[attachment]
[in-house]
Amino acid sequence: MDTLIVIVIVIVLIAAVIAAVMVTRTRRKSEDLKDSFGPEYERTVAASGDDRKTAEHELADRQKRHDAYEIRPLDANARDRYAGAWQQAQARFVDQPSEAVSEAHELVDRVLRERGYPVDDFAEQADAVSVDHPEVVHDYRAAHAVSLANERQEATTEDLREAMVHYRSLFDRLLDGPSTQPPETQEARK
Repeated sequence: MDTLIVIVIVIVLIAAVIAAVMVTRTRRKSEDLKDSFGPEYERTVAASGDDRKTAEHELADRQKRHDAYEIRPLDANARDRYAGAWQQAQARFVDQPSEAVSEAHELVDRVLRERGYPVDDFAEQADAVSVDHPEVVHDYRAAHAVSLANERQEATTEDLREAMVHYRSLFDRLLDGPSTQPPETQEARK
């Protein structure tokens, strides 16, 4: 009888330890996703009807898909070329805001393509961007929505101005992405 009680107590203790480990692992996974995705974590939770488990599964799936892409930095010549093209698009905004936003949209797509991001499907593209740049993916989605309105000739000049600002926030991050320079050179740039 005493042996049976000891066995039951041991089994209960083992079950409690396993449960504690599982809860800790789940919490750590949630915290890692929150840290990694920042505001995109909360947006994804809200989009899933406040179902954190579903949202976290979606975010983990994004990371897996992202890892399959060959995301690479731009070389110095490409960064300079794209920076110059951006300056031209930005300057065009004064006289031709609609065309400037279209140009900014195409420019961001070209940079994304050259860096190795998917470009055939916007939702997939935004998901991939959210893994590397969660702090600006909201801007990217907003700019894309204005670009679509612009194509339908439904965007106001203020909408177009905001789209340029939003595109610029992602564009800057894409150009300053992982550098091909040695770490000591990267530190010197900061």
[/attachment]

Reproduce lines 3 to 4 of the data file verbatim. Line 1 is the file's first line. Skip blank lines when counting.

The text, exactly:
Repeated sequence: MDTLIVIVIVIVLIAAVIAAVMVTRTRRKSEDLKDSFGPEYERTVAASGDDRKTAEHELADRQKRHDAYEIRPLDANARDRYAGAWQQAQARFVDQPSEAVSEAHELVDRVLRERGYPVDDFAEQADAVSVDHPEVVHDYRAAHAVSLANERQEATTEDLREAMVHYRSLFDRLLDGPSTQPPETQEARK
């Protein structure tokens, strides 16, 4: 009888330890996703009807898909070329805001393509961007929505101005992405 009680107590203790480990692992996974995705974590939770488990599964799936892409930095010549093209698009905004936003949209797509991001499907593209740049993916989605309105000739000049600002926030991050320079050179740039 005493042996049976000891066995039951041991089994209960083992079950409690396993449960504690599982809860800790789940919490750590949630915290890692929150840290990694920042505001995109909360947006994804809200989009899933406040179902954190579903949202976290979606975010983990994004990371897996992202890892399959060959995301690479731009070389110095490409960064300079794209920076110059951006300056031209930005300057065009004064006289031709609609065309400037279209140009900014195409420019961001070209940079994304050259860096190795998917470009055939916007939702997939935004998901991939959210893994590397969660702090600006909201801007990217907003700019894309204005670009679509612009194509339908439904965007106001203020909408177009905001789209340029939003595109610029992602564009800057894409150009300053992982550098091909040695770490000591990267530190010197900061």